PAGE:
What is diabetes insipidus? - Diabetes insipidus (DI) is a disease characterized by excretion of large amounts of severely diluted urine, which cannot be reduced when fluid intake is reduced.
What is diabetic coma? - Diabetic coma is a medical emergency in which a person with diabetes is unconscious because the blood glucose level is too low or too high. Patients with diabetes mellitus type 1 are especially prone to this condition.
What are the complications of diabetes mellitus? - Many people with diabetes mellitus eventually develop complications. A very common short-term complication of diabetes mellitus is hypoglycemia (abnormally low blood sugar levels).
How to diagnose diabetes mellitus? - The diagnosis of type 1 diabetes is usually prompted by recent symptoms of excessive urination (polyuria) and excessive thirst (polydipsia), often accompanied by weight loss. The diagnosis of other types of diabetes is made in many other ways.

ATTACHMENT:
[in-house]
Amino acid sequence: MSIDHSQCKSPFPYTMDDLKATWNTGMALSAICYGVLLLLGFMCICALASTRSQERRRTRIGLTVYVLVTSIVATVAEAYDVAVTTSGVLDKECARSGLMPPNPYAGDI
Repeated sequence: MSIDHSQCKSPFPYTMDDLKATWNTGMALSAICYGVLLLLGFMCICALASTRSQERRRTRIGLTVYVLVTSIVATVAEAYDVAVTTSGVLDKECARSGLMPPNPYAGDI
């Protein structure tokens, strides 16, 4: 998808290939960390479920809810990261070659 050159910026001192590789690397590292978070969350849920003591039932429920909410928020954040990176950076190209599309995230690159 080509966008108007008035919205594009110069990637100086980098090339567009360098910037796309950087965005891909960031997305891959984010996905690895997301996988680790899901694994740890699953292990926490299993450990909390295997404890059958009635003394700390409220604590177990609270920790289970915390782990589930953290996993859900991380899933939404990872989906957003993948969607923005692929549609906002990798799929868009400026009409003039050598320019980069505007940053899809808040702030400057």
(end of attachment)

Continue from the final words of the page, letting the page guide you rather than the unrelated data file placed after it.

Diagnosis protocol for diabetes - People over age 45 should be tested for diabetes. If the first blood glucose test is normal, they should be re-tested every three years. A diagnosis of diabetes is made when any three of these tests is positive, followed by a second positive test on a different day.
What is the treatment for diabetes? - Diabetes is a chronic disease with no cure, but it can almost always be managed effectively. Nowadays, the goal for diabetics is to avoid or minimize chronic diabetic complications, as well as to avoid acute problems of hyperglycemia or hypoglycemia.
What type of diabetes diet is suggested? - For some people with diabetes mellitus, a healthy diet and weight loss is enough to keep glucose levels in the blood normal.
What medications are available for diabetes? - Oral diabetes medicines, or oral hypoglycemics, can lower blood glucose in people who have diabetes, but are able to make some insulin. Six FDA-approved oral diabetes medications are now on the market.